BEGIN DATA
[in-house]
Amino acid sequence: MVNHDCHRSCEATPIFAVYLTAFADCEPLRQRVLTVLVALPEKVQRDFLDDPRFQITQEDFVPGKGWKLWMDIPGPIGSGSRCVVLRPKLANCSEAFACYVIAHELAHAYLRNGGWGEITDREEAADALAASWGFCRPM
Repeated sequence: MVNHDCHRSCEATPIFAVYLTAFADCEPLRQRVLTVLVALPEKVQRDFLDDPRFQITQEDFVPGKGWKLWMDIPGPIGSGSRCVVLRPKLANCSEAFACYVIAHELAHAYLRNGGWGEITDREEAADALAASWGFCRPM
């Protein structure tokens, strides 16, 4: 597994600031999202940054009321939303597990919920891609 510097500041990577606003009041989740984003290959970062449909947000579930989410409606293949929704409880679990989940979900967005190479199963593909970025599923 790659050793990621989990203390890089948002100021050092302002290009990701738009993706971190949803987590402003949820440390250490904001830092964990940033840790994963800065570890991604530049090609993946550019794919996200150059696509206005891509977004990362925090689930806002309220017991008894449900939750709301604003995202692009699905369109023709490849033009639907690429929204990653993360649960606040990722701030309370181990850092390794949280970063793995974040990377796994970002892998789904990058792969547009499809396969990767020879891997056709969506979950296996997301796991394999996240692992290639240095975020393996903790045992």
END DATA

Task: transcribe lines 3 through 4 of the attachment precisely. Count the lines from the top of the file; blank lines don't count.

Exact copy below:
Repeated sequence: MVNHDCHRSCEATPIFAVYLTAFADCEPLRQRVLTVLVALPEKVQRDFLDDPRFQITQEDFVPGKGWKLWMDIPGPIGSGSRCVVLRPKLANCSEAFACYVIAHELAHAYLRNGGWGEITDREEAADALAASWGFCRPM
């Protein structure tokens, strides 16, 4: 597994600031999202940054009321939303597990919920891609 510097500041990577606003009041989740984003290959970062449909947000579930989410409606293949929704409880679990989940979900967005190479199963593909970025599923 790659050793990621989990203390890089948002100021050092302002290009990701738009993706971190949803987590402003949820440390250490904001830092964990940033840790994963800065570890991604530049090609993946550019794919996200150059696509206005891509977004990362925090689930806002309220017991008894449900939750709301604003995202692009699905369109023709490849033009639907690429929204990653993360649960606040990722701030309370181990850092390794949280970063793995974040990377796994970002892998789904990058792969547009499809396969990767020879891997056709969506979950296996997301796991394999996240692992290639240095975020393996903790045992």